Car racing legend Bobby Unser faced the toughest race of his life—and won. He and a friend, Robert Gayton, were snowmobiling in New Mexico when both of their sleds quit working. Snowdrifts as high as their chests, temperatures as low as zero, and winds as stiff as 70 mph hampered their attempt to find shelter. They even had to spend one night in a snow cave they made. Late the next day they found a barn with a heater and a phone.
People who have a positive outlook on life tend to accomplish more than those who look at life through dark-colored glasses. Negative attitudes are self-defeating. If a person thinks he won't do well on a test or won't be able to break a bad habit, he probably won't.
Paul's letter to the Romans is considered the theological centerpiece of the New Testament. Yet this grand statement of doctrine concludes with a personal greeting from the apostle to a host of people, 27 of whom are mentioned by name. He also refers to "our sister," "servant," "helper," "fellow worker," "beloved," "countrymen," "fellow prisoners," "brethren," and "saints."
Evangelist G. F. Pentecost told of a man who came to see him at a meeting because he was under deep conviction of sin. His conscience was continually condemning him. He was very angry with Pentecost, and with D. L. Moody, who had preached the previous week.
The often quoted statement "Nice guys finish last" seems all too true to the fullback of a high school football team. After they lost a game to a team that seemed intent on breaking all the rules, he asked, "Why didn't God honor us by giving us the win?"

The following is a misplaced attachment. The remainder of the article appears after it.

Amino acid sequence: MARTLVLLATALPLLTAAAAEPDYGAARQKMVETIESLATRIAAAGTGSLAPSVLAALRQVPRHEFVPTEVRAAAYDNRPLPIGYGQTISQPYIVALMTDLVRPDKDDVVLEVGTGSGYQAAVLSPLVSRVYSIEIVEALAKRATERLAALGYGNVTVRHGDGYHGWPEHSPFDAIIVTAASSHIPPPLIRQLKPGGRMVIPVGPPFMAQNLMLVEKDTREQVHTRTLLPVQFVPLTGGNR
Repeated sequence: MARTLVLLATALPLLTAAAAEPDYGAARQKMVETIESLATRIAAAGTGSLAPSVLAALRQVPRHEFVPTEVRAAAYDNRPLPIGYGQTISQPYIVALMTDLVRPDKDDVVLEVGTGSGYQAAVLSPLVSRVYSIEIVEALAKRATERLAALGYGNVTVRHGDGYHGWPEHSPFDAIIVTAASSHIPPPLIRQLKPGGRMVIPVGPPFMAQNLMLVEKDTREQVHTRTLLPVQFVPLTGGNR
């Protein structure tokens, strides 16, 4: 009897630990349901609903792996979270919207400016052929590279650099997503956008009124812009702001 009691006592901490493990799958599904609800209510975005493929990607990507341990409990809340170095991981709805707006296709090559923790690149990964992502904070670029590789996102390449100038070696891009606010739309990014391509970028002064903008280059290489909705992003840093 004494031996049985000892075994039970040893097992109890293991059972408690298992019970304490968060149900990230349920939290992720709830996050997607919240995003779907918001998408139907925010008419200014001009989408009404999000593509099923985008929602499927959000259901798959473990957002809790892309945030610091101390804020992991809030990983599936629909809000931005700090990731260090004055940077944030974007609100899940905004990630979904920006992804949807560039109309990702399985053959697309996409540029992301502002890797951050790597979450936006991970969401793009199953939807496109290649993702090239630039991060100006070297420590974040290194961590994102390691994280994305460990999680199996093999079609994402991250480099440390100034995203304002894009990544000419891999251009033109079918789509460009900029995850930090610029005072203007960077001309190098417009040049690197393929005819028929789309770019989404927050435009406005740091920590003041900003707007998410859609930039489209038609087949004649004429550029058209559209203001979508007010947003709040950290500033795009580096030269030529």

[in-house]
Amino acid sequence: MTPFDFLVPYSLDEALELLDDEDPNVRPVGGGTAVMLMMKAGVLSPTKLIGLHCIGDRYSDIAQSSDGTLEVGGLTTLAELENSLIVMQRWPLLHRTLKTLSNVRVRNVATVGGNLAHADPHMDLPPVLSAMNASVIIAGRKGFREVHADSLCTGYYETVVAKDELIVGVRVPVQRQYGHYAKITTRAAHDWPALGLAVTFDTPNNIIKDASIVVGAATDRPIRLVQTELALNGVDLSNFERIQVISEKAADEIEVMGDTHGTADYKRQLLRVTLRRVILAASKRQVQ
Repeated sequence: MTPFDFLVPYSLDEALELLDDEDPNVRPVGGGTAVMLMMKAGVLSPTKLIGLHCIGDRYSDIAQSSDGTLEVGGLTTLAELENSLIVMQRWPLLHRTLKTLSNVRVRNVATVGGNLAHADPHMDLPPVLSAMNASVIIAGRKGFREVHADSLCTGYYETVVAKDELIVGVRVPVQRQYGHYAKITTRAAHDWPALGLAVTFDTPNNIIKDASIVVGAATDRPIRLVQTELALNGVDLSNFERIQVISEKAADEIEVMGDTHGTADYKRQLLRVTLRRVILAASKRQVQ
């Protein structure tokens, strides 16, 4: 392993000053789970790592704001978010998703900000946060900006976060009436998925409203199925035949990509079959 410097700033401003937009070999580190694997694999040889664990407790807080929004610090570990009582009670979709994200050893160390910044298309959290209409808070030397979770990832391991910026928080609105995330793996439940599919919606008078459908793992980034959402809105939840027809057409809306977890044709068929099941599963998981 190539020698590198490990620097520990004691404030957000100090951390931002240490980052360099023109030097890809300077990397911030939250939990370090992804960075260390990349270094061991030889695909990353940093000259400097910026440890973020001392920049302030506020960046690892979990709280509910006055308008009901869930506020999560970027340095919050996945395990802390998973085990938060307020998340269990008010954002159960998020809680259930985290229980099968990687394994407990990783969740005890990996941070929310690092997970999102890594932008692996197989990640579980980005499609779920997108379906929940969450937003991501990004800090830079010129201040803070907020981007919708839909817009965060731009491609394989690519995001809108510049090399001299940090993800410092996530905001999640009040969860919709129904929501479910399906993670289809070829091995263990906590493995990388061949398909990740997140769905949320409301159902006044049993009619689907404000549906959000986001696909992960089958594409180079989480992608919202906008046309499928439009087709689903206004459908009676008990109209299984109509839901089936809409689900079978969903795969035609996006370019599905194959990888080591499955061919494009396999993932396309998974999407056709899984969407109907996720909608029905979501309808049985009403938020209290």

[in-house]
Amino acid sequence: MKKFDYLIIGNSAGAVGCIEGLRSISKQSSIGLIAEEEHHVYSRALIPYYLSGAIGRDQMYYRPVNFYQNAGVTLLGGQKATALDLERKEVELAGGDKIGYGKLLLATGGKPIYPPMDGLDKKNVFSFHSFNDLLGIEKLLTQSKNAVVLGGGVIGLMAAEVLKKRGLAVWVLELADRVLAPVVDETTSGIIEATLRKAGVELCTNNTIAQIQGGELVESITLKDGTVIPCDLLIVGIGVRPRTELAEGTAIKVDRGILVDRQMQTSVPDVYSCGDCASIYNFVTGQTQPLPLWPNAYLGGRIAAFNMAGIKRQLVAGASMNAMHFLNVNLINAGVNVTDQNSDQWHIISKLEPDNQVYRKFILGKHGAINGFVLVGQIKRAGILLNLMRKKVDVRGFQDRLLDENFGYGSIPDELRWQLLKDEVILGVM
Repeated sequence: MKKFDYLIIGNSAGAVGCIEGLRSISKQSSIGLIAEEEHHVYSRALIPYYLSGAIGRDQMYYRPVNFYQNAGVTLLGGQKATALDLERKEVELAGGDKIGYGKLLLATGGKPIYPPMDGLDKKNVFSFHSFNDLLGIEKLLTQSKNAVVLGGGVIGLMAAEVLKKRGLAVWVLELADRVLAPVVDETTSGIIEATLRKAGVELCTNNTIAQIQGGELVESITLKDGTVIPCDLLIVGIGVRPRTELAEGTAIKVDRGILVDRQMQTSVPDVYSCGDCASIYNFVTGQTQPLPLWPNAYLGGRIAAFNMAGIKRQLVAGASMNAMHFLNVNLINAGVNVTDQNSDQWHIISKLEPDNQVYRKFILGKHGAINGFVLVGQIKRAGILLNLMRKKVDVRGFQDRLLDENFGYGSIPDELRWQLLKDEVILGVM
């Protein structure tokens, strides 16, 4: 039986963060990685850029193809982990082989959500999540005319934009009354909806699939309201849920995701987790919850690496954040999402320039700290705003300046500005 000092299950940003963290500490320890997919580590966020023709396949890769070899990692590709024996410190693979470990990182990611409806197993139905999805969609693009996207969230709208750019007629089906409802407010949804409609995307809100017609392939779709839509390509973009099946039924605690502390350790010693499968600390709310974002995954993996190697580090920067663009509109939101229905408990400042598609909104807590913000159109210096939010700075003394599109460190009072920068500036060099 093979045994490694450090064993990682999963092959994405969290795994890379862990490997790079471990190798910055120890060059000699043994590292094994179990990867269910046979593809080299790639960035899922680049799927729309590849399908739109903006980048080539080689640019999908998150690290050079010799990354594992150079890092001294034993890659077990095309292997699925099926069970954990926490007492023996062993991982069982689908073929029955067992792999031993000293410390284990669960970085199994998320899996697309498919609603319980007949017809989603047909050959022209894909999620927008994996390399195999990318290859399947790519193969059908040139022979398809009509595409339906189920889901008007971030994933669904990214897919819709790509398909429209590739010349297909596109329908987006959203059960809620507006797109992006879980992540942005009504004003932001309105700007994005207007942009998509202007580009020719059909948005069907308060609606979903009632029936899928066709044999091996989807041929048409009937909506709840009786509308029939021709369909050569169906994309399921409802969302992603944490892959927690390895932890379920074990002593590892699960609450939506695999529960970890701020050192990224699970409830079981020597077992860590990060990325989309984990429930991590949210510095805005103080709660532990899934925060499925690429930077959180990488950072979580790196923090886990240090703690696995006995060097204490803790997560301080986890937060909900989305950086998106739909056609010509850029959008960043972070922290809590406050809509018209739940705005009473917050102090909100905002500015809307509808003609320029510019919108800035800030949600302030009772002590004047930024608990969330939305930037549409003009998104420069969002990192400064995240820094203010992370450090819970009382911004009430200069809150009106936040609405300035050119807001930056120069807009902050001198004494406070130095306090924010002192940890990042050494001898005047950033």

In a conference for Christians who were 50 and older, we were talking about work. After we studied the last few verses of Ecclesiastes 5, one person said, "I wish that someone had explained these verses to me when I was younger. Perhaps I wouldn't have been so driven in my work. Maybe I would have relaxed more and let myself enjoy life."
An economist made this comment about his profession: "In most fields, if the facts don't fit the theory, you find a new theory. But an economist doesn't do that—he tries to explain away the facts."
For many years the words of Romans 3:9-20 raised uneasy questions in my mind. I had no trouble seeing those verses as describing the selfishness, cruelty, immorality, crime, and conflict of our society. But the harsh words didn't seem to fit most of the people I knew, including many non-Christians. They often did kind deeds, spoke truthfully, tried to avoid conflict, and showed respect for me and my faith. It didn't seem right to describe them as being "unprofitable" (v.12), as having the "poison of asps . . . under their lips" (v.13), or as being "swift to shed blood" (v.15).